Thursday, November 6, 2008

Making Marmalade


The weather this week has continued to be poor and I have, pretty much, been unable to get outside and do any of those jobs that are getting increasingly pressing as winter descends on us here in South West France.

The result of this has been a move to sorting out some of those pressing jobs inside the house that need doing...

One job I tackled earlier this week was to clear out a kitchen cupboard which had some odds and ends in it's deeper, darker recesses....where, waiting to be rediscovered, was a can of Seville

orange fruit purée, just perfect for making a batch of orange marmalade.

The can was not particularly old but I had completely forgotten it was there.

It had got put in the cupboard after I received it as a gift about a year ago and , I remember, at the time, I thought I would make a batch of marmalade with it.

Making jam also gives me another opportunity to use the rather beautiful copper preserving/jam


pan which I was given a couple of years ago.   This

is a French style confiture pan which has low sides and a wide mouth.

It is great for making jam but I have to admit, I am still learning how to use it as I tend to fail to remember just how fast the mixture reaches setting point and also how fast the evaporation of water occurs, when using this pan.

The recipe for the marmalade was pretty standard, simply adding just water and sugar to the purée.

I brought it to the boil fairly slowly and then added a knob of butter to reduce the froth.

After the mixture had boiled for only a few minutes, I carried out a setting test and found it had already reached setting point

I bottled the marmalade in the jam jars I love which are, originally, used by a French jam maker who produces some of their jams in this part of France.


Sunday, November 2, 2008

From Garden to Kitchen

I have not managed much in the garden this week.  It has been raining a lot....quite a, I guess it's an awful lot...  Every Sunday morning I check my rainwater gauge and log the rainfall for the preceding week...  It was actually raining, but only very lightly, when I checked it this morning and recorded 125mm (5inches) of rain since last Sunday......  Like I said a lot of rain.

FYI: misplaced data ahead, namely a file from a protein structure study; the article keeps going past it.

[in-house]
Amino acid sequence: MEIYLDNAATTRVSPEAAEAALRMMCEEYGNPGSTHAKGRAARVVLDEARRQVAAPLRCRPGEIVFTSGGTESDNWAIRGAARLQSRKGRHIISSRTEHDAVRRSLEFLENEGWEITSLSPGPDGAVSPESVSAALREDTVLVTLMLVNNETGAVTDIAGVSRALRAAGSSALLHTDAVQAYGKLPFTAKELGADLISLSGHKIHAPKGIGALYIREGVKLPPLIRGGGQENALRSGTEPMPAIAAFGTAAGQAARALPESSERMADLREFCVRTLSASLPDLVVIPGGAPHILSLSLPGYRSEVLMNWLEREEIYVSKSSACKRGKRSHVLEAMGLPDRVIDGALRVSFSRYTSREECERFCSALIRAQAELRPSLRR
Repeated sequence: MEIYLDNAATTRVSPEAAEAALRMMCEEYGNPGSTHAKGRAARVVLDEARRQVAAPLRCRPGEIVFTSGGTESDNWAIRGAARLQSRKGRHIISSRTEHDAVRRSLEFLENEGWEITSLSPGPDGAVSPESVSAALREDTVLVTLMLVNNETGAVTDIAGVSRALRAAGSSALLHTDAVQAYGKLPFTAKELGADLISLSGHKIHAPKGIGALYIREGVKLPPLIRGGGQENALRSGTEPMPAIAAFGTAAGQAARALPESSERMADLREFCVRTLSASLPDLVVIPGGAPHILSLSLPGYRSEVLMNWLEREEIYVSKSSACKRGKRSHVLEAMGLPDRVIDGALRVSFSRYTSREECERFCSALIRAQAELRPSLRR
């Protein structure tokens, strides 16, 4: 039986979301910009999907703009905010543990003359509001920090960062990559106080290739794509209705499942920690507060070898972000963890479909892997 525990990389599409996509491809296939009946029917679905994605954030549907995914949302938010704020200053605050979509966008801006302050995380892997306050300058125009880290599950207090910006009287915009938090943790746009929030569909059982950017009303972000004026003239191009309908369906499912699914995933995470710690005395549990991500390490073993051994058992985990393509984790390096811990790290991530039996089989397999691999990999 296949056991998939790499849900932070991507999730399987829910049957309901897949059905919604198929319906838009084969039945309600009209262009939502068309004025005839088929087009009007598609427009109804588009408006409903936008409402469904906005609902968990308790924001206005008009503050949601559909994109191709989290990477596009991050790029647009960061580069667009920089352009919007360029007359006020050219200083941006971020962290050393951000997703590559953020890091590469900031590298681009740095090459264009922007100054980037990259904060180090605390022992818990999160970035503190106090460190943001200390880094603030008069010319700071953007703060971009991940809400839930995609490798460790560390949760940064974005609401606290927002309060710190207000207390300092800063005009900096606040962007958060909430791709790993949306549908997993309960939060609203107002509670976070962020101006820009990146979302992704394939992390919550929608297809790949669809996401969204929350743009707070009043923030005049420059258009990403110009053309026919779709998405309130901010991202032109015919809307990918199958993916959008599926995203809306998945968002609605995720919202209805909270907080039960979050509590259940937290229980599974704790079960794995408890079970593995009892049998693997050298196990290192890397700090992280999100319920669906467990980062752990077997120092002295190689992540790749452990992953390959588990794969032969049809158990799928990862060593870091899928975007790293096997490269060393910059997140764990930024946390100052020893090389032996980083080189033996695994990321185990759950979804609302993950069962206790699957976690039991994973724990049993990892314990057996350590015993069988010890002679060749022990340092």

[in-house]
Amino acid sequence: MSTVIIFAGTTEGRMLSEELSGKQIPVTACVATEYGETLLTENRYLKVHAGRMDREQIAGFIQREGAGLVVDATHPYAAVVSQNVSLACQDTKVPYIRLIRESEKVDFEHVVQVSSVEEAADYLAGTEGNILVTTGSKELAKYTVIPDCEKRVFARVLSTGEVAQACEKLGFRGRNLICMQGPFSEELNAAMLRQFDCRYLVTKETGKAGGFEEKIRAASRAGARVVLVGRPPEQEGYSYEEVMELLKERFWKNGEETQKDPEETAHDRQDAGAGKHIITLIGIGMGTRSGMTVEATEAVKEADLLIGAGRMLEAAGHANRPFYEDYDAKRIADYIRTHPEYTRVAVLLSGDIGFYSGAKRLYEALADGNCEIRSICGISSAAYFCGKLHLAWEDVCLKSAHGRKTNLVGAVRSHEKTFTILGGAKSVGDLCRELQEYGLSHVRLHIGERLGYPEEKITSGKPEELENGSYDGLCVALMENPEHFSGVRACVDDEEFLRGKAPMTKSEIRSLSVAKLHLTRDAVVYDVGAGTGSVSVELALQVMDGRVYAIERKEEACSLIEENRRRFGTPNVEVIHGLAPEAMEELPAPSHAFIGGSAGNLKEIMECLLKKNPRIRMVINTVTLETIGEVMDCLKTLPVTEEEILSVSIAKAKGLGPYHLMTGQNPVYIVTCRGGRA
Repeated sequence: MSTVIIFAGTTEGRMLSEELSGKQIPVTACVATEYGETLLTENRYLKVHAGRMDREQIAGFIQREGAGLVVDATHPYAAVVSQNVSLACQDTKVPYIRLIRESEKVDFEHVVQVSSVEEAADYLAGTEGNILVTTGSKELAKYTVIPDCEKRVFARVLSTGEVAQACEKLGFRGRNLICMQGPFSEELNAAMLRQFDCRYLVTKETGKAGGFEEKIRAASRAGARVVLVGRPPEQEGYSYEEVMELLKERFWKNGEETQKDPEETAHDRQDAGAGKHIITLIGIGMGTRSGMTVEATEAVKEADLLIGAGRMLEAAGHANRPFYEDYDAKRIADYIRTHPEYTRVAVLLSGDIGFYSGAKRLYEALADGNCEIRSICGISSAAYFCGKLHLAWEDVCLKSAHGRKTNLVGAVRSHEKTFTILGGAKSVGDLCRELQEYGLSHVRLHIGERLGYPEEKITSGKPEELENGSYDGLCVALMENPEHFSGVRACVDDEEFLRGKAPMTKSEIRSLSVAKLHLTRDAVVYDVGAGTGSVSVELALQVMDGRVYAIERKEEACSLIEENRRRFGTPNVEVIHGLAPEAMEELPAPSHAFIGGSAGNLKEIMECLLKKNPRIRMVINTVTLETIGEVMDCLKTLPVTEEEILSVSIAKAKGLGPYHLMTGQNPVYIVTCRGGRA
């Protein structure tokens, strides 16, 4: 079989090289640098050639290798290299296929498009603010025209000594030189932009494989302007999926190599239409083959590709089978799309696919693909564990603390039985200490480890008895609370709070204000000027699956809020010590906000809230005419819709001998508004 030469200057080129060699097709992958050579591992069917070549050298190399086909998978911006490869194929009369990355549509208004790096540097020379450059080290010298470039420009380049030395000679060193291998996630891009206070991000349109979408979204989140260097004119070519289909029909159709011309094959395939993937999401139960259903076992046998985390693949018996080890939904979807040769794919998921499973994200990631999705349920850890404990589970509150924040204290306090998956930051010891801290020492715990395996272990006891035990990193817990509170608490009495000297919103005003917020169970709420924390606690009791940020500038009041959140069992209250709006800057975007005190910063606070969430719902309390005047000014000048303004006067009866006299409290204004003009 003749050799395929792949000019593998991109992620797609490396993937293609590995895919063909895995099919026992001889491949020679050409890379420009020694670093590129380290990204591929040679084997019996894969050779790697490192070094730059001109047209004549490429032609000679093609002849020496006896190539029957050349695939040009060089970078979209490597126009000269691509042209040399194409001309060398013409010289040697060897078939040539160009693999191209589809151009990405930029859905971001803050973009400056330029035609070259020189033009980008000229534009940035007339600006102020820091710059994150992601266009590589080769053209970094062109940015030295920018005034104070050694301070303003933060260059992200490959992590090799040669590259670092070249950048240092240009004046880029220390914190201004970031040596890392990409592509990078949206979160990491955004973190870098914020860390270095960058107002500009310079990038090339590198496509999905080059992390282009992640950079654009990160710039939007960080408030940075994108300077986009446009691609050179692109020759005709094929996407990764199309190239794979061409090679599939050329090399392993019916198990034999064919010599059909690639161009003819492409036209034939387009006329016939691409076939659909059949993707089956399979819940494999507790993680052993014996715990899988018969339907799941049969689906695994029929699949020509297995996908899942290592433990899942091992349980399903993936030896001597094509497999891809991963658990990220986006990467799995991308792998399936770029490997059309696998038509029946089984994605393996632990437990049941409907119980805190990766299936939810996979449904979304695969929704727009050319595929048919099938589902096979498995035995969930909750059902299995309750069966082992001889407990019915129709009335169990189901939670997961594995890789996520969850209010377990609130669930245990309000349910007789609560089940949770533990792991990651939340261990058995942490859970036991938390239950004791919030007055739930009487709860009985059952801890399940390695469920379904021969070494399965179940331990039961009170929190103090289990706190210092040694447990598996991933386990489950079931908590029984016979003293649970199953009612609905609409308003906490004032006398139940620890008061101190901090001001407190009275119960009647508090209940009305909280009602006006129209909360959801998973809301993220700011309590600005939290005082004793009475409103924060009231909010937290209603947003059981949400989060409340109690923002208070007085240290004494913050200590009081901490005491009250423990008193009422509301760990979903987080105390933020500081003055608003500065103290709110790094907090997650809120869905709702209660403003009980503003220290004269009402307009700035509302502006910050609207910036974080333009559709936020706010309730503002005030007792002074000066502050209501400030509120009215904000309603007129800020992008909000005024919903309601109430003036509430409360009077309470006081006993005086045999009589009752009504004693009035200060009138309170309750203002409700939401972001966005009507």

"From Garden to Kitchen" really refers to me rather than any of my produce...although I did harvest the ends of a few things.

I also managed to sow a pot of batavia lettuce which I'm hoping to persuade to grow even though winter seems to be arriving early this year with temperatures already having dropped to 2C (35F) overnight.

salmon and roasted vegetables

"From Garden to Kitchen" really refers to me rather than any of my produce...although I did harvest the ends of a few things.

We had some guests come to stay so I bought a small whole salmon from the fishmonger and on Friday evening prepared a very simple Baked Salmon with Roasted Vegetables....I think baking the salmon, just wrapped in a little foil and adding only a few herbs allows all the natural flavours to be retained.  The vegetables were drizzled with olive oil and then roasted to make a delicious meal, served with some of my homemade multigrain bread.

This morning we took the guests to the weekly market at Issigeac. As I said, it was raining, so the market was virtually empty

strawberries We were able to park easily and buy all that we wanted without queuing.   There were some beautiful local strawberries, still available, which we completely failed to resist and which we shall be eating a little a later for supper.

As the cold weather is drawing in now I pulled all the tomato plants out during the week and saved the last few tomatoes.  Mainly they were green with just about a dozen or so tiny red cherry ones which went into the salad bowl.

I used the green tomatoes to make my own version of Green Tomato Chutney. 

green tomato chutney

I love Green Tomato Chutney, and bottled chutneyusually manage to make a few jars of it at the end of every tomato season.  This chutney is traditionally made with green tomatoes, apples and onions but for my version I also add figs, sultanas, banana, courgette and garlic.

I simply fill the slow cooker crock with as much of the mixed  vegetables as I can manage, add some sugar and vinegar and then cook for about 12 hours.  I find that the slow cooker allows the chutney to develop a beautiful ,rich, deep, colour.  We have just a couple of jars of last years chutney left so by the time this batch is ready, in a month to six weeks, we'll have completely run out....